The ban on trans fats by the Food and Drug Administration (FDA) will apply only to industrial trans fats when it takes effect starting on January 9.
FDA Food Bureau chief Supattra Boonserm on Friday dismissed suggestions that the ban would cover all types of trans fats.
“It does not cover natural trans fats,” she said, explaining that industrial trans fats were found in partially hydrogenated oils (PHOs).
“The process involves adding hydrogen to vegetable oils to turn them into solid fats,” Supattra said.
Studies suggest PHOs pose a greater risk of inducing cardiovascular diseases, high blood pressure, stroke and diabetes. The World Health Organisation wants them banned throughout the food industry by 2023.
Many food products contain PHOs, such as crackers, cookies and other baked goods, and Supattra called them “the largest source of trans fats in the average diet”.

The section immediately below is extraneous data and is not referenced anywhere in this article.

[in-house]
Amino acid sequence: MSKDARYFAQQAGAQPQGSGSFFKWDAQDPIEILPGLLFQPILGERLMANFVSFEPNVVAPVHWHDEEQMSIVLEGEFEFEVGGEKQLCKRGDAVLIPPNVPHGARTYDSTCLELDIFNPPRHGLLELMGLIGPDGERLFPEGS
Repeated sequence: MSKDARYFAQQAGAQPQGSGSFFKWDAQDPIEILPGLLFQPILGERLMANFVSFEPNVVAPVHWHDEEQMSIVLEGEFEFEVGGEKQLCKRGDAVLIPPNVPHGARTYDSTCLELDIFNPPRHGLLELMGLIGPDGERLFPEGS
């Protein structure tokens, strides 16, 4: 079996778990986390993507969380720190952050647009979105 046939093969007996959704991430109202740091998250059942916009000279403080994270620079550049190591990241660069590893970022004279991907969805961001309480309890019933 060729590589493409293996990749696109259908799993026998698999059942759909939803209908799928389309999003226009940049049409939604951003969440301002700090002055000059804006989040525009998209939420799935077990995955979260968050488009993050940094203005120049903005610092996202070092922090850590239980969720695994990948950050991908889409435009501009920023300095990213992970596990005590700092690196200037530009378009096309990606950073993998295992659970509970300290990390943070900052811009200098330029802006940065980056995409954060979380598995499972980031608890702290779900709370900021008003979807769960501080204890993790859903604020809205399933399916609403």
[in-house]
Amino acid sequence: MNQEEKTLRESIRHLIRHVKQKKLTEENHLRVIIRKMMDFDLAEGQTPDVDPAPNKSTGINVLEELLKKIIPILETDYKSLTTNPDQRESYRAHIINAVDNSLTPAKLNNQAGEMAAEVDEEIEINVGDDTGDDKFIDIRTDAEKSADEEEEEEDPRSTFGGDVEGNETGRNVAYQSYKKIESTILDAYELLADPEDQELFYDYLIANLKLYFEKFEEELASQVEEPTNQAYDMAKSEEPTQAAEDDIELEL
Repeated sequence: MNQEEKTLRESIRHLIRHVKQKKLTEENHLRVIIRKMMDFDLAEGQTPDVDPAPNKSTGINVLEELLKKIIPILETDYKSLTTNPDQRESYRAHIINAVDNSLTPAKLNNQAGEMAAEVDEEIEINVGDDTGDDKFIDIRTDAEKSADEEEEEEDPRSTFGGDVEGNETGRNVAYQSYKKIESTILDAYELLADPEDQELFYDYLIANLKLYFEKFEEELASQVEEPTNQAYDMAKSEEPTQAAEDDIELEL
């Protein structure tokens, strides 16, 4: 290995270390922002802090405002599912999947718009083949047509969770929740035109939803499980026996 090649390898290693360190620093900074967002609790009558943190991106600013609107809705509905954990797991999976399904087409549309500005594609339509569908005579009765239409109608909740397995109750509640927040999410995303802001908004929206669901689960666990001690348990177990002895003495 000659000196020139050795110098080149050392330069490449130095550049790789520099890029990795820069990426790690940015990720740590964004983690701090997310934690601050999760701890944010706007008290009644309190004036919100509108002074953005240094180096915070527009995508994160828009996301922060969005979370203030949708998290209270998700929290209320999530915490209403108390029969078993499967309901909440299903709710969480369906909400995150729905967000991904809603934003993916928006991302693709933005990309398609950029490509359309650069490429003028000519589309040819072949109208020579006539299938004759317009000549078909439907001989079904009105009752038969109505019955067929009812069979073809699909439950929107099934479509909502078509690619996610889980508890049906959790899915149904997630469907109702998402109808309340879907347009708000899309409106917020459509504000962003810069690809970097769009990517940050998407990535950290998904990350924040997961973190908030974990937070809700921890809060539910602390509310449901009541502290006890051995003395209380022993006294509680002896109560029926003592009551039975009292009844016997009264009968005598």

Her comments came after she attended a meeting on Friday afternoon with food manufacturers, restaurateurs, importers and large-scale food distributors, at which guidelines for the ban were discussed.
The FDA wants manufacturers to adopt a certification procedure issued by laboratories and approved by the Medical Sciences Department or another agency that has met ISO/IEC17025 standards, to demonstrate their products are free of industrial trans fats.
The FDA has provided instructions on how the products’ nutritional details are to be displayed on the packaging.
“Do not put ‘trans fats-free’ on your products because it could mislead consumers,” Supattra said. “Trans fats are naturally found in food, so food items can only have more or less trans fats.”
The ban on the production, import and sale of PHOs in the food industry was published in the Royal Gazette on July 13 and will take effect 180 days after that date, meaning early next year.
The Food Bureau has said many food companies already stopped using industrial trans fats before the publication.
Food-industry expert Wassaphon Saengseethong said last week the ban would affect only small and medium-sized food and beverage businesses.
“Although the impacts will be quite serious, they will not last forever,” he said. “Entrepreneurs will be able to adjust.”